DETROIT -- About six months ago, Marty Howe received a letter from a hockey fan capturing exactly what Gordie Howe means to the hockey world. The fan had just spent two and a half hours in line to get an autograph from Mr. Hockey.
For the 21st time.
Every single time he met the Hall of Famer, the fan wrote, Howe made him feel like a million dollars. It was always worth the wait.
"I hear that stuff all the time," Mark Howe said this week in telling that story. "That, to me, is the important part in trying to protect that."
On Sunday, the lines will form again for another autograph signing with Howe when he is celebrated at Joe Louis Arena in Detroit for his birthday. Born on March 31, 1928, Mr. Hockey is turning 85.
The birthday celebration will begin fittingly with a Sunday matinee Original Six showdown between the Blackhawks and Red Wings and continue into the evening when 30 to 35 friends and family, including all four Howe children, will occupy a reserved room at a local seafood and steakhouse.
It should be a memorable day, and sadly, the reality is setting in that it may be one of the last of the great Howe public events. Age and dementia slow for nobody, even the toughest SOB to ever play the game. Physically, he's strong as an ox -- "I still wouldn't want to fight him," jokes Marty -- but any experiences outside interaction with close family are becoming more unpredictable.
"He loves people. He's always liked talking to people and stuff like that. It actually fires him up a little bit, makes him more aware," Marty Howe said. "He puts his game face on. I call it the Gordie Show.
"But there are some days that doesn't even work. We're nearing the end of the appearances."
Which means those celebrating with Howe will make sure to enjoy this weekend a little more, as the Howe family has learned to do every day with their father. Over the last three years, Gordie Howe has spent just one night on his own as his children have dedicated themselves to protecting the final chapter of someone who is a legend to all of us but dad to them.
The everyday experiences are cherished.
Marty tells a great story about a fishing trip a couple years ago at Bartlett Reef near Connecticut. It was Gordie, Marty, the guy running the boat and a few of his buddies -- guys thrilled to be fishing with a legend. Late in the afternoon after a long day, they planned one more lap around before heading home.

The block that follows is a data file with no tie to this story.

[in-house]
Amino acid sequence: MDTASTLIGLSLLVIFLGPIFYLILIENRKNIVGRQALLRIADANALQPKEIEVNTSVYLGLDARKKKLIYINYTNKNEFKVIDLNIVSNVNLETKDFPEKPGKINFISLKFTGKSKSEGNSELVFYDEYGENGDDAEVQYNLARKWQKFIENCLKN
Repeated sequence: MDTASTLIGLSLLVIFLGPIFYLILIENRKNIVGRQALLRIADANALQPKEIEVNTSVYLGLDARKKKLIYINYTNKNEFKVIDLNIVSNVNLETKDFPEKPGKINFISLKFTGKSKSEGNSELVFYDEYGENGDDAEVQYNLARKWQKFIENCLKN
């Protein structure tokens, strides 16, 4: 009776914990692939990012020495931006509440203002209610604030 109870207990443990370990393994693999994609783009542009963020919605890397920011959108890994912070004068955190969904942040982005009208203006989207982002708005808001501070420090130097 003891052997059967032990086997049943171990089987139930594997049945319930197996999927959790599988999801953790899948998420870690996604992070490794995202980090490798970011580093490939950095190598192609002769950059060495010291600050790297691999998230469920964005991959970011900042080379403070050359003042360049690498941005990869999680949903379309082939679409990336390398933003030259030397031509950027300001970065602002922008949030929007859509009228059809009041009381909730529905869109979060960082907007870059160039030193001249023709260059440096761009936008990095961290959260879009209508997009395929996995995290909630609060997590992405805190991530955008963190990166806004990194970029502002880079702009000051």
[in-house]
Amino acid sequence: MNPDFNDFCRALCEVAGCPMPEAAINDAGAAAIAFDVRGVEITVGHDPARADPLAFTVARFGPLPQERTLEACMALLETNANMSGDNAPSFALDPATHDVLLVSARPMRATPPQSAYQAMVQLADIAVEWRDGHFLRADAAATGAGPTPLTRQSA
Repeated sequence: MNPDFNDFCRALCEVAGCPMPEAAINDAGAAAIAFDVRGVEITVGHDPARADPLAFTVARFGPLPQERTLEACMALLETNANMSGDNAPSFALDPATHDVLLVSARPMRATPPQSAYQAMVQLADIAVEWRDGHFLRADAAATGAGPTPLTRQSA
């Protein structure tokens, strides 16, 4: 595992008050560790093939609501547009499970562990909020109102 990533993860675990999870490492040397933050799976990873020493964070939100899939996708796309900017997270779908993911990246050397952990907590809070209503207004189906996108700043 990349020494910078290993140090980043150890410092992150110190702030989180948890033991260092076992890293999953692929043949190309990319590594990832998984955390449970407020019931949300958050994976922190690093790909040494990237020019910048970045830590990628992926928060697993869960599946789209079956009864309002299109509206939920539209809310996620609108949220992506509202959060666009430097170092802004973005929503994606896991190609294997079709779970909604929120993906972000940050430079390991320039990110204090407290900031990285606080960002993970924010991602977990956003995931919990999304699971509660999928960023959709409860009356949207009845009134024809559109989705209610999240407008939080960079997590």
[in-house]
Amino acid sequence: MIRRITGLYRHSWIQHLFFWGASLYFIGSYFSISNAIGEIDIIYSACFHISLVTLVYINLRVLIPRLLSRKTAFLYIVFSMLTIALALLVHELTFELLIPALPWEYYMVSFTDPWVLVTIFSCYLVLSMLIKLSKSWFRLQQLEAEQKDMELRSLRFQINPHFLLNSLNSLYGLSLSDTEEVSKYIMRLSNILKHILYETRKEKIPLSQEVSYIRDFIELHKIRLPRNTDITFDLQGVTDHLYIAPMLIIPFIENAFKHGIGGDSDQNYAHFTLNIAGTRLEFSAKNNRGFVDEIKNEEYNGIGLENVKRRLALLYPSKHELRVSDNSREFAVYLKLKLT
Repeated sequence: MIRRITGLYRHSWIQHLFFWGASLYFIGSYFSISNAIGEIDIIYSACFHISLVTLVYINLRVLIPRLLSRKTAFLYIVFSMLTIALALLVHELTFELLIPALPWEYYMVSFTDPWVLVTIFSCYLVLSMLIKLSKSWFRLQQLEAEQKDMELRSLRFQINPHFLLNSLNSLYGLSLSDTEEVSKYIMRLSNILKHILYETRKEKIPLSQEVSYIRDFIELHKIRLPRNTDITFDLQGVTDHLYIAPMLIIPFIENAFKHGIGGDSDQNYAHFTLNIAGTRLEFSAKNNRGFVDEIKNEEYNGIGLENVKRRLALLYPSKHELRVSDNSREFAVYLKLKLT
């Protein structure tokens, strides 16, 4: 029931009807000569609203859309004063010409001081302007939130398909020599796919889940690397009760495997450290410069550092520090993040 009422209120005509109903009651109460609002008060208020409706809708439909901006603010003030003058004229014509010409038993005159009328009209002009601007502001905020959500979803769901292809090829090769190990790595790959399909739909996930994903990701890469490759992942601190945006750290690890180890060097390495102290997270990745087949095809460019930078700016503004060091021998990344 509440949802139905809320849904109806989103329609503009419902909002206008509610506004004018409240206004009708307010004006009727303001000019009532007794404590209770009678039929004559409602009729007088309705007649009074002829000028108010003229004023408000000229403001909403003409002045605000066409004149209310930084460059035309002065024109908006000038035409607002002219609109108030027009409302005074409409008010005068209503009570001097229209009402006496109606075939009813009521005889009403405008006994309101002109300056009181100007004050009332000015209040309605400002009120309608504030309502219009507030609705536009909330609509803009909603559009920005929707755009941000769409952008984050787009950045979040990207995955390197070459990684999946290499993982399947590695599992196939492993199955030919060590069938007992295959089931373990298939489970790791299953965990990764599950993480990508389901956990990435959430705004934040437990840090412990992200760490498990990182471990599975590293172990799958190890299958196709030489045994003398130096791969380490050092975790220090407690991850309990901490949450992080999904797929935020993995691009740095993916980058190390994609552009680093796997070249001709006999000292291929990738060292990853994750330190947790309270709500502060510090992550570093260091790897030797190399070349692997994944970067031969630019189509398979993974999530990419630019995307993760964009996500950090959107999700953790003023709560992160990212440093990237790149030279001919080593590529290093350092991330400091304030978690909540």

"Gordie got a bite, and this time the line just kept going out and out and out," Marty said. "I said, 'Gordie, put your head down and crank. Don't give him any slack.' From then on, he just fought him."
Eight times, the giant striper came up to the boat then dove back down. Eventually, the fish learned a lesson countless hockey players discovered through the decades: Gordie Howe doesn't lose a fight.
It was a 51-pounder. For 36 years, Marty had been fishing that spot and never reeled in a striper that big.
"He always sneaks in the big one," Marty said. "It's got to be the vibe on the line."
Even as he's slowed down, his family still sees his personality and the dry humor.
Gordie has spent the past few months with his daughter, Cathy Purnell, in Lubbock, Texas, where he got to witness his great-grandson's first T-ball game. Brenden was manning the pitching mound when Gordie Howe arrived, and the 6-year-old shouted a hello from the middle of the game. At one point, Brenden fired a ball home and the catcher ducked.
After the game, Gordie made him feel a little better about the play.
"Don't worry about how hard you throw it," Howe said. "As long as they're ducking, you're doing a good job."
Cathy said she has enjoyed every moment of her time in Texas with her father. When he's not with his father, Mark said the phone conversations have increased to the point where they're now almost daily.
"Everyone is trying to get as much time as possible," Cathy said. "We don't know how long it's going to be before he doesn't know who any one of us are."
It's a fear that is all too real for any family that has experienced dementia or Alzheimer's, a disease Gordie Howe and his family continue to work hard raising funds to fight. Howe's wife, Colleen, died in 2009 of Pick's disease, a rare form of dementia.
When Mark was inducted into the Hall of Fame in 2011, Gordie sat in the Great Hall and shared stories about playing with his sons. Some of the oldest memories remain the clearest. In an interview with ESPN.com before Mark Howe's Hall of Fame induction, Gordie was asked what he was most proud to pass to his son.
"Love of the game," Gordie answered. He loved the game, and his son Mark had that same passion.
Now it's a different love. It's the love between a family and its father and grandfather, a bond that will be celebrated Sunday.
Howe's legacy in hockey is secure, one of the greatest to ever play the game, the inspiration for the Gordie Howe Hat Trick. He is a hockey immortal. But talk to the next Howe generation and the impact is more about the person than the player.
"Whatever he did on the ice -- the records and all that are one thing -- but to me he's a far better human being than he was the hockey player," Mark Howe said. "He's just a down-to-earth human being who happened to play hockey. What's important to him now is his family."